In fact, Israel is the leading nation in the world (per capita) providing technological breakthrough in communications and medicine. Fifteen percent of all Nobel Peace Prize winners were Jewish, despite making up only .03 percent of the worlds population. After decades of worrying yearly if we would have enough rainfall, Israel now desalinates seawater and many of our cities use this for drinking water.

If all of those calling for a boycott against Israel were to truly stop using products that Israel profits from they would need to get rid of their cellphones, stop using instant messaging and should go homeopathic, because it is unlikely that receiving medical attention would be completely Judenfrei—free from Jewish influence.

You see, Paul said that that God’s calling on ethnic Israel is irrevocable (Rom. 11:29) and that was after Yeshua died and rose from the dead. Yet Fulfillment Theology says that all the promises to Abraham were fulfilled in full on the cross. Clearly Paul did not agree with this view as he affirms several times in Romans 9-11 of God’s continued love and calling on natural Israel. He even predicts in Romans 11 that the future Church would seek to erase Israel’s from God’s plan. And that has happened.

No Place for Pride

Often when I write on this topic some wrongly assume that I am claiming Jewish superiority. God forbid! This is not at all about Jews being better than those from the nations—called Abraham and His descendants because of His desire to reach the nations. This is about God’s faithfulness. God’s hand on Israel is not because of Jewish obedience or righteousness, but for God’s glory.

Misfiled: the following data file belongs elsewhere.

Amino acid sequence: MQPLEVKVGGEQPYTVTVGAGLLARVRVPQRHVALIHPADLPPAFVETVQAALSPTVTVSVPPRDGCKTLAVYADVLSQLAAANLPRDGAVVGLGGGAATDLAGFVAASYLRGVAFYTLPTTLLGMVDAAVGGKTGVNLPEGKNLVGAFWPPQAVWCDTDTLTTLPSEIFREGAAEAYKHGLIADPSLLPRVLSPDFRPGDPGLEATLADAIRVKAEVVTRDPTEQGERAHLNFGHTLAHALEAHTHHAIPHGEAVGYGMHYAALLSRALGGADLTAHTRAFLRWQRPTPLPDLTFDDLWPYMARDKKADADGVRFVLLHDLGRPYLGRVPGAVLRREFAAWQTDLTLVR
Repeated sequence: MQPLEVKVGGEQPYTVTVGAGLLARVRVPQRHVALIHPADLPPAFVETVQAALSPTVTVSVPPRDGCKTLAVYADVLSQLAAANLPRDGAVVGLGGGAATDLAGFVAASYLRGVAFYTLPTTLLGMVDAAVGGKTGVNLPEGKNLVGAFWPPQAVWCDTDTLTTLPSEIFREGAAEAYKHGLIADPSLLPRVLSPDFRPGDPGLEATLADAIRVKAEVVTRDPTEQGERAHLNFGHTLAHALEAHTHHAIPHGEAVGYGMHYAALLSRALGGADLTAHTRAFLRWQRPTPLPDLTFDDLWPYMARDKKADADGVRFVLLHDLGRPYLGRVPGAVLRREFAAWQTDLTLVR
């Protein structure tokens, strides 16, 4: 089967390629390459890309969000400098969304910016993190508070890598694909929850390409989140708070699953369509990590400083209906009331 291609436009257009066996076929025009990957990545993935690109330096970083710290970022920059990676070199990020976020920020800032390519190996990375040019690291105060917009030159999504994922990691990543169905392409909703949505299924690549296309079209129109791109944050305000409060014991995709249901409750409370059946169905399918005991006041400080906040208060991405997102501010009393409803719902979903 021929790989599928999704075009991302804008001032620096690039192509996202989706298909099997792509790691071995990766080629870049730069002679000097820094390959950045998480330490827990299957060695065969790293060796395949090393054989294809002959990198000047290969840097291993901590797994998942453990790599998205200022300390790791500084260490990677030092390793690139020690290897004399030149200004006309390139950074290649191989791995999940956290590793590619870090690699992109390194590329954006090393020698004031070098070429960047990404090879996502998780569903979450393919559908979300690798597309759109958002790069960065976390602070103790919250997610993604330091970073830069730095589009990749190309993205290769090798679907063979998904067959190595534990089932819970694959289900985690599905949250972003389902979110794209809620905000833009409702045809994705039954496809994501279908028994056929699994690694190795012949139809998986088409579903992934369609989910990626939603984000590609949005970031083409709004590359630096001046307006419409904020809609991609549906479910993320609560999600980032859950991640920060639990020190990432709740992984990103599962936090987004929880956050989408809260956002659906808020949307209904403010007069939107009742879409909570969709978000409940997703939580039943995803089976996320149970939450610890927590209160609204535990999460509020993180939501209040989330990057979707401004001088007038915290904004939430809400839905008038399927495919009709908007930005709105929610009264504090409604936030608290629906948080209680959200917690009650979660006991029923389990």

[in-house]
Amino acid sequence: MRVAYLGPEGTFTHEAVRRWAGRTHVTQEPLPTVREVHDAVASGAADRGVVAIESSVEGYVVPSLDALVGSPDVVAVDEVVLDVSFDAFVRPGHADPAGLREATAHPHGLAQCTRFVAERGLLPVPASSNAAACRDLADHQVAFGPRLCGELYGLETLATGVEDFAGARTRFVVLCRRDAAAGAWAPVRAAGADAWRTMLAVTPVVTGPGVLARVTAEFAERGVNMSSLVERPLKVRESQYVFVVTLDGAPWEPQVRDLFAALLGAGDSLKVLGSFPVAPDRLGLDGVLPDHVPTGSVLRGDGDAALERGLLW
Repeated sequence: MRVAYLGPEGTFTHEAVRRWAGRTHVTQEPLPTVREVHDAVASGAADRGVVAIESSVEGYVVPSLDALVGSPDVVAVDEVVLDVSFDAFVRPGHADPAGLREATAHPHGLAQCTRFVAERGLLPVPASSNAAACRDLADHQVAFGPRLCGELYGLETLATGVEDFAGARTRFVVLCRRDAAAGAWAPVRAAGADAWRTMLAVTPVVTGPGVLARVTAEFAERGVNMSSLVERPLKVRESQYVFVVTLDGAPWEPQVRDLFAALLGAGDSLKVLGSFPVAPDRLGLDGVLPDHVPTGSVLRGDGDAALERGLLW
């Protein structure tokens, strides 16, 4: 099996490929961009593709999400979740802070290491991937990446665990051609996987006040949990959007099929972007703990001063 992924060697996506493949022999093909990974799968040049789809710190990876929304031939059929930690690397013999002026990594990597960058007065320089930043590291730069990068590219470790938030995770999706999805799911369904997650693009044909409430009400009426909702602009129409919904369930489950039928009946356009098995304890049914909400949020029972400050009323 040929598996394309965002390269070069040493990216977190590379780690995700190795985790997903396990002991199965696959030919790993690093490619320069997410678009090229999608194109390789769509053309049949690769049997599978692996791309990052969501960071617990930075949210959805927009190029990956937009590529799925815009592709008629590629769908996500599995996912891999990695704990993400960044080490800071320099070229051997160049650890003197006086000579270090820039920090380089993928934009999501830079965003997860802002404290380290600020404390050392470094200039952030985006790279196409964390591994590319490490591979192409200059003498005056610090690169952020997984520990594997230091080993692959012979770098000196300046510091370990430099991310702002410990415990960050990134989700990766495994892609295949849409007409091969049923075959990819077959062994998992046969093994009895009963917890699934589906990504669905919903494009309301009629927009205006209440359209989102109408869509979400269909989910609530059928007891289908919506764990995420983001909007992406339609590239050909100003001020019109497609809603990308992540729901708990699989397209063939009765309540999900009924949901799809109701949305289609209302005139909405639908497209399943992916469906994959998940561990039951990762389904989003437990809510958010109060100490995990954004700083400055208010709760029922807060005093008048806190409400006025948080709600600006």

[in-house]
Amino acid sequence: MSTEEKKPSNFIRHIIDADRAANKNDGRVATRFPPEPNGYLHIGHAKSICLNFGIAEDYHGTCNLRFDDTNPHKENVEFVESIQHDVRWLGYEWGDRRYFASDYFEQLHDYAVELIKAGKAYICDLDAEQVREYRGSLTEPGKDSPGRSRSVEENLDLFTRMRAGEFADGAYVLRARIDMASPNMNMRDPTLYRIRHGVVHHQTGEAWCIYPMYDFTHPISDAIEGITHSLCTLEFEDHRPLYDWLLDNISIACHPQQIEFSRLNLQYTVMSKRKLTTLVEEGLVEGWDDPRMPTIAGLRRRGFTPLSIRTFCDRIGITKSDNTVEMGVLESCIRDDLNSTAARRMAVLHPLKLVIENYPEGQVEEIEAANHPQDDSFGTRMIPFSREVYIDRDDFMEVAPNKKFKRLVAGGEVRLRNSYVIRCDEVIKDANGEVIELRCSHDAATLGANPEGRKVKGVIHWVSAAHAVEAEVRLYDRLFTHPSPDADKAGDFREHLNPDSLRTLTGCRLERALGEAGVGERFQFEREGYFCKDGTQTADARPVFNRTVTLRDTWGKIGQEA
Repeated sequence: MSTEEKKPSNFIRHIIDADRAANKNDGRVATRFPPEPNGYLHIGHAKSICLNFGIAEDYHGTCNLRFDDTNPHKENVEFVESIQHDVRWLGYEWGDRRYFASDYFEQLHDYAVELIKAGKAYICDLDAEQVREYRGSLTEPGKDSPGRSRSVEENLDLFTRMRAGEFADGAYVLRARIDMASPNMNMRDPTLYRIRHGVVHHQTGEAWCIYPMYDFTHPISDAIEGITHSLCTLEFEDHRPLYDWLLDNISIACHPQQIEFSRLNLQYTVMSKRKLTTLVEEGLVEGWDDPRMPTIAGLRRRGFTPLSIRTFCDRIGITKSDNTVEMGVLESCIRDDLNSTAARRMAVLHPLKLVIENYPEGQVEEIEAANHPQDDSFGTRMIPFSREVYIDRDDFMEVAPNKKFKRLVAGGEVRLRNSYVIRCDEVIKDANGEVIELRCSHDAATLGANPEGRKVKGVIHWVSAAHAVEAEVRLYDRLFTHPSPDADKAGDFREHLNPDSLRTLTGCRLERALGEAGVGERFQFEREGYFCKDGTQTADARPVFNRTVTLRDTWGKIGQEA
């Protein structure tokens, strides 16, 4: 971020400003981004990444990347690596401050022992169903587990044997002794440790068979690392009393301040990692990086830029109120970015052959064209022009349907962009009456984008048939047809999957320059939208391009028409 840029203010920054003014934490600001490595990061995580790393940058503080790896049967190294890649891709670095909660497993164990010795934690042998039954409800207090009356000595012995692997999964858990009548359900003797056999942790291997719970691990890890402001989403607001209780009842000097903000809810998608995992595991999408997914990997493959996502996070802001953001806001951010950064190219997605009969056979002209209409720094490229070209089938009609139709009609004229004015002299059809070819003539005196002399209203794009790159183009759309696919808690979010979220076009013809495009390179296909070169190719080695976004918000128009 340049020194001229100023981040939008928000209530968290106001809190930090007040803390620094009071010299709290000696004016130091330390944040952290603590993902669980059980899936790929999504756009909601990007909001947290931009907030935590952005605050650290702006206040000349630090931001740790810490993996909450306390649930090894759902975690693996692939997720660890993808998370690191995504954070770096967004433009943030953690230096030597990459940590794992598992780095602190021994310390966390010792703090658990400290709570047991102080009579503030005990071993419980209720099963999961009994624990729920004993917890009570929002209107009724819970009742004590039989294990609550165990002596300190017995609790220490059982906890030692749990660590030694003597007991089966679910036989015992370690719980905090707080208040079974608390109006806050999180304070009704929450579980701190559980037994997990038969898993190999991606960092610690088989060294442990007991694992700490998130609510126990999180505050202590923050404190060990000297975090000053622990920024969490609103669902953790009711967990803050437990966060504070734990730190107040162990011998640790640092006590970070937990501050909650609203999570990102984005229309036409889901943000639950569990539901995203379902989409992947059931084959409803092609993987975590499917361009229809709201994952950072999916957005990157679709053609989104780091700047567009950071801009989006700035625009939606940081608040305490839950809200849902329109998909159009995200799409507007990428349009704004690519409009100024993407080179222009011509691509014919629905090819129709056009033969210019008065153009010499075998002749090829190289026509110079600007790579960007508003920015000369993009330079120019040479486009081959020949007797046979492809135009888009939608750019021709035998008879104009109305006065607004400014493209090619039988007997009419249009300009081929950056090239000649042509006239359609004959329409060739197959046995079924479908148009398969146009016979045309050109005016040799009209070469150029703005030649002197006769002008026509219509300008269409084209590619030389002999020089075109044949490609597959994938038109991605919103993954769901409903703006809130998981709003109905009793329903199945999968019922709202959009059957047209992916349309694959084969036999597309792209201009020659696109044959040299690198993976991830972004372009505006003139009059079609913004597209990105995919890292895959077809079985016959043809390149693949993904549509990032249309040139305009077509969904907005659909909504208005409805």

Replacement Theology teaches that God has replaced Israel with the Church. Fulfillment Theology teaches that all of God’s promises to Israel were fulfilled in Yeshua and now have a new meaning. They both agree the Land of Israel is not a fulfillment of prophecy. Is this what the Bible teaches?

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Not long ago Charisma Magazine posted a blog I wrote on the history of the first congregation in Jerusalem. Someone wrote in the comments:

They were Christians. (see Acts 11:26, 26:28-29 & 1 Peter 4:16-17)

It didn’t fit the context of the article, as it was merely a blog about history, but it was clear from further communication that he took issue with the fact that I don’t call myself a Christian—which again, had nothing to do with the blog. Nevertheless, let’s address it. His point was that the first believers called themselves Christians, so we should too.

If this is indeed true, that the preferred moniker of those who believed in the Jewish Messiah was Christian, then why do I shun it? Continue Reading…